It can be disadvantageous to read a book out of sequence in a crime series. Other reviewers of Indridason’s work have suggested that the absence of Erlendur in this novel is a let down. Having not read and therefore been familiar with his other novels I read Outrage without knowing this character. All the family tension revolved around Elinborg and her children but oddly never with her husband who as a result becomes two dimensional.
As someone familiar with the procedures in a police station and the pressures that ordinary people can feel when questioned by the police the scenarios described in the book were very authentic.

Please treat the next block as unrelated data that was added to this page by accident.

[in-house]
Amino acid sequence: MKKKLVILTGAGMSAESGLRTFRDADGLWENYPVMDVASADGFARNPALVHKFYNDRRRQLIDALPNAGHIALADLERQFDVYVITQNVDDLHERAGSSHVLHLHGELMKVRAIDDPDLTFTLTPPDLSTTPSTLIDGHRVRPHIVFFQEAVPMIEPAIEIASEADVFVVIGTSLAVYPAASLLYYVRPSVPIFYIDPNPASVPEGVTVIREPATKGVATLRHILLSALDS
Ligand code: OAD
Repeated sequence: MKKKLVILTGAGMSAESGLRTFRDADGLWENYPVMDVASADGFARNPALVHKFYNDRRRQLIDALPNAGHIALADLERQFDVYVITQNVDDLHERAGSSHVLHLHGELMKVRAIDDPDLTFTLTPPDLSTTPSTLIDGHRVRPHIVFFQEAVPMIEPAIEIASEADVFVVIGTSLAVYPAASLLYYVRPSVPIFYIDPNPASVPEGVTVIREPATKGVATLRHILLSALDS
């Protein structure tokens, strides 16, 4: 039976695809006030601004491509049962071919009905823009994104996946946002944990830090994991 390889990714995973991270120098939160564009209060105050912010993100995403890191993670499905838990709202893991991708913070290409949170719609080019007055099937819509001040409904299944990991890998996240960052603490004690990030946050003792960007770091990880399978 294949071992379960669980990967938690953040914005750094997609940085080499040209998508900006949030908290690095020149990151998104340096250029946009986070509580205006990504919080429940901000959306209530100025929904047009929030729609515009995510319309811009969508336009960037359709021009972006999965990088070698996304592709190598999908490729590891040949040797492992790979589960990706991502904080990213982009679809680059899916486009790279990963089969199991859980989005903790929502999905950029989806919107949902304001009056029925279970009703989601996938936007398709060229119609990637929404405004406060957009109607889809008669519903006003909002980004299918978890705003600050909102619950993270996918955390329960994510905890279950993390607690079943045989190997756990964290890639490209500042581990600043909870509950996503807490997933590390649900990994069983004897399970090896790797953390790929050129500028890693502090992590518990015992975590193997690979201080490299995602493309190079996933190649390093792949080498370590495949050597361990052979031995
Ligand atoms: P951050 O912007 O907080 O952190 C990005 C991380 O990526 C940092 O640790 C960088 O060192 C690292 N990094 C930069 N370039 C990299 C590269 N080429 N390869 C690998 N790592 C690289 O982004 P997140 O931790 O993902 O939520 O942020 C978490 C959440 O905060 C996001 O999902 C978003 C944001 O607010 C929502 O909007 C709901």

It is a classic detective novel in that the reader is kept guessing who the culprit was until near the end. The motive was clearly mapped out and the ground work for the back-story of the victim plainly established. It moved at a reasonable pace with the character of Elinborg developing effectively and we did get a sense of the challenges facing her as a detective in Iceland. I found the sense of place rather muted as I was expecting rather more descriptive depth. At times there was rather too much exposition but perhaps the dynamic of the narrative is lost in translation. There was a power to the narrative that gave the book a disturbing feel that echoes the claustrophobic nature of Icelandic society.